TV and Movies

‘Day After …’ Review: Lively Doc Offers Postcard Views and Class Wars Aboard a Bangladeshi Riverboat Queen


From “Show Boat” through “Ship of Fools” to “Titanic,” if a certain strain of Hollywood melodrama has taught us anything, it’s that all of human life is to be found on a passenger boat — our dreams and desires and social differences somehow made clearer at some distance from dry land. Bangladeshi filmmaker Kamar Ahmad Simon applies much the same philosophy to his delightful documentary “Day After …,” albeit with the accompanying glamour removed. Boarding a creaky, century-old paddle steamer for a two-day river commute from the Bangladeshi capital of Dhaka to the country’s Khulna region, Simon documents the journey with both geographical and sociopolitical fascination, drinking in the scenery while wryly observing the tangle of classes, castes and character types on deck.

The loose, entertaining result is equal parts leisurely travelogue, observational social study and droll real-life comedy of errors, and premiered in competition at IDFA to an enthusiastic audience reception. Arriving nine years after Simon’s last theatrical documentary, “Are You Listening!” — a study of a community recovering from ruinous flooding that won top honors at Cinéma du Réel — “Day After …” is the second part of a loosely defined “water trilogy,” and should gather considerable steam on the festival circuit. Distribution potential is also strong, though most likely in streaming formats that won’t do complete justice to the film’s rough-edged widescreen spectacle.

Which isn’t to say this is touristic National Geographic fare, however pleasing the Ganges Delta views we take in along the way. Though the veteran boat (named the Rocket, a moniker we soon gather does not refer to its speed) contains a handful of European and American travelers on board, Simon’s mobile, inquisitive camera pays them no more particular mind than it does the rest of the passengers. From a local perspective, the real-life ensemble of “Day After …” is a social cross-section of contemporary Bangladesh, running the gamut from influential politicians to the impoverished and disabled — divided, of course, by ticket class across the Rocket’s multiple decks and compartments.

With filming having taken place shortly before the country’s 2018 national elections — regular radio news snippets clue us in to the mood of a population bristling over economic strife and governmental corruption — there’s tension in that diversity. Passengers restricted to the cheap seats vocally bristle over the segregation: “Is my poop different from that of the cabin passengers?” one of them asks to camera as he breaks rank to use the “better” bathroom. Class politics surface in every aspect of The Rocket’s daily operations, whether it’s staff tasting the special menu devised for the politician and his entourage or the cranky captain using “servant-born” slurs to admonish the skippers of another vessel blocking the river.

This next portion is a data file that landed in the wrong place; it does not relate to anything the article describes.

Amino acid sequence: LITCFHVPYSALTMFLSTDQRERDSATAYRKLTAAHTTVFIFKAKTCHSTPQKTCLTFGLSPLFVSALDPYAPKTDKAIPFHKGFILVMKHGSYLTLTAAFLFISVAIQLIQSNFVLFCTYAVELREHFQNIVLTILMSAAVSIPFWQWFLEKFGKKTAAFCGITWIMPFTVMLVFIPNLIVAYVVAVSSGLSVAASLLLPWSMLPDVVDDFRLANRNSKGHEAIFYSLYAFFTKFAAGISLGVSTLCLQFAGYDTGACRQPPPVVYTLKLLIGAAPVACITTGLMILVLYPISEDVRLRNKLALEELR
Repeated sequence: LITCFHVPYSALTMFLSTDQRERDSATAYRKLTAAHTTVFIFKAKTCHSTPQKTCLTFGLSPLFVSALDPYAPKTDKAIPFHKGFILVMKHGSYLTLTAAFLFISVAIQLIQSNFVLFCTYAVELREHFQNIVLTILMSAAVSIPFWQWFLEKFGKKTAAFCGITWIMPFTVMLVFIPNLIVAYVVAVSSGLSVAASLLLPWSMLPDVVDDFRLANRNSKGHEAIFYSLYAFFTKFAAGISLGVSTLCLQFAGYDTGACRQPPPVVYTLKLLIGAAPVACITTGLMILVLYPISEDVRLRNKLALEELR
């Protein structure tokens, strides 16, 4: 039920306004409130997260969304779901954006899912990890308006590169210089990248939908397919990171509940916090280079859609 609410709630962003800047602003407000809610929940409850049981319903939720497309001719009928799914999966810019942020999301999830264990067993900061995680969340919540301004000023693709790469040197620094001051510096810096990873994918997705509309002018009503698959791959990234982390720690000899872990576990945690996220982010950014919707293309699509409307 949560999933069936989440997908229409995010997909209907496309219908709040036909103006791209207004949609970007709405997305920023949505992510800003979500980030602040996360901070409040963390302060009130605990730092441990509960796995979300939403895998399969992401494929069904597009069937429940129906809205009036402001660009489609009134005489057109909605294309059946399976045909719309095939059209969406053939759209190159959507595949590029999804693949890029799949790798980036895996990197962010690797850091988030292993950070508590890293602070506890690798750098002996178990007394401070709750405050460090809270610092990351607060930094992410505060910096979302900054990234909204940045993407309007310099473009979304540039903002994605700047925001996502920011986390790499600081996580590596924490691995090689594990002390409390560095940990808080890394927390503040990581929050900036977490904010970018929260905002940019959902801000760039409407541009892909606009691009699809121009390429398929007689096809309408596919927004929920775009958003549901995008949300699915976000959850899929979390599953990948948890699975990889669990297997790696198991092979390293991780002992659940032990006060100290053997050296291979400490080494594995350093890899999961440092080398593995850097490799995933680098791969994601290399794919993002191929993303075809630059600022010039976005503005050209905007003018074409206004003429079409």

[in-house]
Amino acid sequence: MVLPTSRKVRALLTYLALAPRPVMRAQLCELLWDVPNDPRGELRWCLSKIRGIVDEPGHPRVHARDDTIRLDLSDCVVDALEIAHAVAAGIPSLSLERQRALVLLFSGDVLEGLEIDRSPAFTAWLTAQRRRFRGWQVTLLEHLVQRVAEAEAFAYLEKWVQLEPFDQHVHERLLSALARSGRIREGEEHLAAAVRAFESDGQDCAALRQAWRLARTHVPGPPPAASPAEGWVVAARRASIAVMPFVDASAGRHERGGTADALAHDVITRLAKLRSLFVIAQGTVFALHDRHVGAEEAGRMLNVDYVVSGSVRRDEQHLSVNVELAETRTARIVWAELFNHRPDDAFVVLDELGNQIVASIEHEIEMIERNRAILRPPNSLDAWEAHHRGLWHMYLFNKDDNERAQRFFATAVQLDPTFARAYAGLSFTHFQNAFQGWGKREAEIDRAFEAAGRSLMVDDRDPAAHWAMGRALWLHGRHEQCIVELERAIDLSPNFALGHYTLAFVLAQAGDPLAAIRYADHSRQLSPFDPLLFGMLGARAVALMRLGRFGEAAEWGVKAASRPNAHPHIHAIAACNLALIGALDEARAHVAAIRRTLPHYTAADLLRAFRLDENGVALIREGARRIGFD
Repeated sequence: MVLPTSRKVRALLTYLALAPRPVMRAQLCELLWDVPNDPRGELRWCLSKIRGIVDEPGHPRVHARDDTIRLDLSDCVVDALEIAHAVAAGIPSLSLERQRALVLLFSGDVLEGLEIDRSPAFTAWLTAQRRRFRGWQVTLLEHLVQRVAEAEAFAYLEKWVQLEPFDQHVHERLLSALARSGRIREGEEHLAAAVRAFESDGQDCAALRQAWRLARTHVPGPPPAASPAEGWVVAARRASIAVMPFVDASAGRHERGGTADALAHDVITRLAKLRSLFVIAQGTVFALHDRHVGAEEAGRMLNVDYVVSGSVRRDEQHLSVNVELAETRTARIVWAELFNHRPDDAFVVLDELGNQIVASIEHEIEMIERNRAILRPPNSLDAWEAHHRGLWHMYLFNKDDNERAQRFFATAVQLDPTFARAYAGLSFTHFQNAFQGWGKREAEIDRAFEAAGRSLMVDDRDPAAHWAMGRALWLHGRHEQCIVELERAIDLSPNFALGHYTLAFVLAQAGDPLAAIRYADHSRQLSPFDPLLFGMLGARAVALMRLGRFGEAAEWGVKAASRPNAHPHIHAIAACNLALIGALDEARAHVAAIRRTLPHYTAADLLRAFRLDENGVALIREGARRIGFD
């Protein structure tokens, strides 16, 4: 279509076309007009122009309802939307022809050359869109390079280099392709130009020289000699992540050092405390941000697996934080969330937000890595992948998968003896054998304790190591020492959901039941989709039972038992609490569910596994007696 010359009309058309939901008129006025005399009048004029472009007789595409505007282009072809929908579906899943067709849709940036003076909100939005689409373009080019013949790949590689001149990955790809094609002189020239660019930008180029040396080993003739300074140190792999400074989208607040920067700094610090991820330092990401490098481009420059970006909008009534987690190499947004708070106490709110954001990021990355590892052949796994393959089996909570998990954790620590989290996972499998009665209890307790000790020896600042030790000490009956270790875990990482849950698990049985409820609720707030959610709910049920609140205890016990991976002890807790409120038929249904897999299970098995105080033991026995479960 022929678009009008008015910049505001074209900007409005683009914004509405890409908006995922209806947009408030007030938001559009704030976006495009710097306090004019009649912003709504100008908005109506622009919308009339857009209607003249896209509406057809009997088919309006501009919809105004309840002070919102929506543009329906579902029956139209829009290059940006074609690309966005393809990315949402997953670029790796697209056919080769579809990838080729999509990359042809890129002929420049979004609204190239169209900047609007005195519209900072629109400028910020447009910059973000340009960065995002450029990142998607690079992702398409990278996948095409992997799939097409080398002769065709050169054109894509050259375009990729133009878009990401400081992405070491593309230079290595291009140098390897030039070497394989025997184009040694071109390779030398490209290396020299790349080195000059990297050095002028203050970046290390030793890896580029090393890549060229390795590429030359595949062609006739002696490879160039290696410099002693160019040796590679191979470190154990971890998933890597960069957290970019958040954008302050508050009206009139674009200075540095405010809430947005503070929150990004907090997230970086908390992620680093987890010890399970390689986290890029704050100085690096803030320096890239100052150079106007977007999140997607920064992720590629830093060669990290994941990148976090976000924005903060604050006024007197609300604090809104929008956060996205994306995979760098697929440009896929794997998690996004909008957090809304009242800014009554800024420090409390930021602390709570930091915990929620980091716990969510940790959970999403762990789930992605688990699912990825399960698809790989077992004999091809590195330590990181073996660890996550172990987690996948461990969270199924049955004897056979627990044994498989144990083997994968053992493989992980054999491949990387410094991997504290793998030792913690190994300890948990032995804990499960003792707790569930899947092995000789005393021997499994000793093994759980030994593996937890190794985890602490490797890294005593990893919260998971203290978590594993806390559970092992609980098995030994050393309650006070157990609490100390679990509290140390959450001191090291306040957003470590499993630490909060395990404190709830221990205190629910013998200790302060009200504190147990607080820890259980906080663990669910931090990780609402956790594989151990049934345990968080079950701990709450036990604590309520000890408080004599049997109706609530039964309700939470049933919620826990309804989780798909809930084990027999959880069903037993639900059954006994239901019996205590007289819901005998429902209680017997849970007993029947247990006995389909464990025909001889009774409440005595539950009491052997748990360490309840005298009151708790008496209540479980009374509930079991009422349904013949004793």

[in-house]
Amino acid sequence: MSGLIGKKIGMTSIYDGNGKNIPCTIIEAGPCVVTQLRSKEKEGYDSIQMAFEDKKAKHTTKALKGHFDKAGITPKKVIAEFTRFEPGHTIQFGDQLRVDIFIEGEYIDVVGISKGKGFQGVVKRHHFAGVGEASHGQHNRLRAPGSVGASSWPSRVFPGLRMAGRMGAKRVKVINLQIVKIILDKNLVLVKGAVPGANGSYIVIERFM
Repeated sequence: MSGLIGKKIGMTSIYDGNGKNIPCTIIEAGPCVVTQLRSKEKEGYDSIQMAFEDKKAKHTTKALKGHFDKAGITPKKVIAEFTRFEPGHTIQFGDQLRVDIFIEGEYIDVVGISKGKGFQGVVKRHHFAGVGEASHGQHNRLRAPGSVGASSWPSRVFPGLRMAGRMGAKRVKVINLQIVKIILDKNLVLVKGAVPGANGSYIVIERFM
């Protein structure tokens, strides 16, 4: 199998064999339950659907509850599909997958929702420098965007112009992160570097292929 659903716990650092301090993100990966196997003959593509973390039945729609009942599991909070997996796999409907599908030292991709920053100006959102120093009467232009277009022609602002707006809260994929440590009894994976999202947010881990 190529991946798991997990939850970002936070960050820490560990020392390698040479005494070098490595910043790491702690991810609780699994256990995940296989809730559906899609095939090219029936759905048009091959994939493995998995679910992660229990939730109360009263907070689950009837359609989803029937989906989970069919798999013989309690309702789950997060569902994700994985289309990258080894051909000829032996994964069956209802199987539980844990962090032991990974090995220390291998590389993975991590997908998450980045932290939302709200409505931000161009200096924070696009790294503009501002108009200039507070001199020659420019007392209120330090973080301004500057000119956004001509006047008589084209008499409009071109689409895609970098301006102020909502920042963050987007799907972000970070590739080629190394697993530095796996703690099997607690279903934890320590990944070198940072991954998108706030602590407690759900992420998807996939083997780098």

That’s one of numerous obstacles and mishaps that the Rocket encounters on its way, as everything from heavy fog to stifling mud conspires to delay its planned two-day journey. (The film’s somewhat vague, awkwardly punctuated title alludes to this inexact timeline.) The captain takes any holdup in stride: “The first-class passengers can enjoy the city tour,” he says with a shrug, “while the third class suffers everywhere.” Both groups make the best of the situation in different ways, as Simon’s gaze roves from wealthy girls in colorful hijabs taking selfies on the deck to a destitute, blind busker filling the time with improvised song.

The filmmaker’s camera isn’t the only one on board, as “Day After …” inclusively expands its view to incorporate the reportage of others — whether it’s a group of gutsy Bangladeshi journalism students securing an interview in the politician’s private cabin (and eviscerating his responses once out of earshot) or a resourceful young YouTuber shooting his own video diary of the journey, his footage sometimes woven into the film’s busy fabric. (His attempt to launch a drone provides one blissfully pure moment of slapstick amid more serious goings-on.) Meanwhile, the Western tourists also make attempts to document the trip, snapping away at their fellow travelers with a blithe condescension never present in this good-humored but conscientious film. One local passenger is bemused by what she sees as Simon’s “random filming,” noting the absence of the hero and heroine that, in her view, any real movie needs. On the Rocket, really, she could take her pick.





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